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Title: Energy and Economic Impacts of U.S. Federal Energy and Water Conservation Standards Adopted From 1987 Through 2013

This paper presents estimates of the key impacts of Federal energy and water conservation standards adopted from 1987 through 2013. The standards for consumer products and commercial and industrial equipment include those set by legislation as well as standards adopted by DOE through rulemaking. In 2013, the standards saved an estimated 4.05 quads of primary energy, which is equivalent to 4% of total U.S. energy consumption. The savings in operating costs for households and businesses totaled $56 billion. The average household saved $$361 in operating costs as a result of residential and plumbing product standards. The estimated reduction in CO{sub 2} emissions associated with the standards in 2013 was 218 million metric tons, which is equivalent to 4% of total U.S. CO{sub 2} emissions. The estimated cumulative energy savings over the period 1990-2090 amount to 181 quads. Accounting for the increased upfront costs of more-efficient products and the operating cost (energy and water) savings over the products’ lifetime, the standards have a past and projected cumulative net present value (NPV) of consumer benefit of between $$1,271 billion and $1,487 billion, using 7 percent and 3 percent discount rates, respectively. The water conservation standards, together with energy conservation standards that also save water, reduced water use by 1.9 trillion gallons in 2013, and will achieve cumulative water savings by 2090 of 55 trillion gallons. The estimated consumer savings in 2013 from reduced water use amounted to $16 billon.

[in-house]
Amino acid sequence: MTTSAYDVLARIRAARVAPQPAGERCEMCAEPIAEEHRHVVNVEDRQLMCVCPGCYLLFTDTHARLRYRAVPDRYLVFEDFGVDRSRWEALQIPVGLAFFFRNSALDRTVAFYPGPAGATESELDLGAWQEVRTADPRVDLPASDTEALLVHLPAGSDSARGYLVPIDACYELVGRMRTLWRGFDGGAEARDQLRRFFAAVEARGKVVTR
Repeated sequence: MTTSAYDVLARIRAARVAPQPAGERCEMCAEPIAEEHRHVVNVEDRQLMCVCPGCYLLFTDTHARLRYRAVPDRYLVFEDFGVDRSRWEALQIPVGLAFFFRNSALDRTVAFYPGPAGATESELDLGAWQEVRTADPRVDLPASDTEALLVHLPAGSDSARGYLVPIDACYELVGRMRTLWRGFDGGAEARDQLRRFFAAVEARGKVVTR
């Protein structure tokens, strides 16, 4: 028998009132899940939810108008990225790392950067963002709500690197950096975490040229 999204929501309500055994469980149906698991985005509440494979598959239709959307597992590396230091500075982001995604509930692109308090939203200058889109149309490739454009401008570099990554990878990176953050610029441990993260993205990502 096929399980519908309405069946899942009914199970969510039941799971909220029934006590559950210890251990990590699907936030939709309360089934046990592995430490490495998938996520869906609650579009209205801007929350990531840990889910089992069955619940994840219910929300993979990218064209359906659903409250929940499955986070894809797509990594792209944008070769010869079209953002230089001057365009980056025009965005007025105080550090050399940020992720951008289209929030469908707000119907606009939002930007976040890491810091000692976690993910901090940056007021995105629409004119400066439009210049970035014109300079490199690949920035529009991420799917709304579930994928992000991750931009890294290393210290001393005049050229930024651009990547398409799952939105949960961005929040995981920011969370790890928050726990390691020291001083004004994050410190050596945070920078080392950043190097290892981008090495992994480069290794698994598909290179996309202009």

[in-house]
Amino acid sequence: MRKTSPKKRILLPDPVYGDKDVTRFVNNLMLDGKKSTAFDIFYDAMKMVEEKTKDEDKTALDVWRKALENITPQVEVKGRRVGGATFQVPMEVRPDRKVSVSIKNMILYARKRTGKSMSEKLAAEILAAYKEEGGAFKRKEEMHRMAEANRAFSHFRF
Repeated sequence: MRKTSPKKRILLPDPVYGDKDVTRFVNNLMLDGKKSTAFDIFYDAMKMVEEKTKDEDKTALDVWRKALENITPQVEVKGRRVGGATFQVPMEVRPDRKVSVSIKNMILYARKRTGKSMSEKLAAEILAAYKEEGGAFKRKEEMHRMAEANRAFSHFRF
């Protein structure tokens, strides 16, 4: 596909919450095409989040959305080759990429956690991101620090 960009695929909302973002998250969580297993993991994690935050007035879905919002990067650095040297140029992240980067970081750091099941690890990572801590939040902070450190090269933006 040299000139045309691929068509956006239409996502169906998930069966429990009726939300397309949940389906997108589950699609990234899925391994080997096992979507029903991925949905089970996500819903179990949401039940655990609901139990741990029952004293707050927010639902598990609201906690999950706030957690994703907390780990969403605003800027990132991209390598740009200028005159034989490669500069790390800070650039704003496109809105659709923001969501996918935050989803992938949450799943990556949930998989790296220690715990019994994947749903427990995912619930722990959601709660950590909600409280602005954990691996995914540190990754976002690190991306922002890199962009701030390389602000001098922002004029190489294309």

Authors:
; ;
Publication Date:
OSTI Identifier:
1163738
Report Number(s):
LBNL-6756E
DOE Contract Number:
DE-AC02-05CH11231
Resource Type:
Technical Report
Research Org:
Ernest Orlando Lawrence Berkeley National Laboratory, Berkeley, CA (US)
Sponsoring Org:
Environmental Energy Technologies Division
Country of Publication:
United States
Language:
English
Subject:
32 ENERGY CONSERVATION, CONSUMPTION, AND UTILIZATION; 29 ENERGY PLANNING, POLICY, AND ECONOMY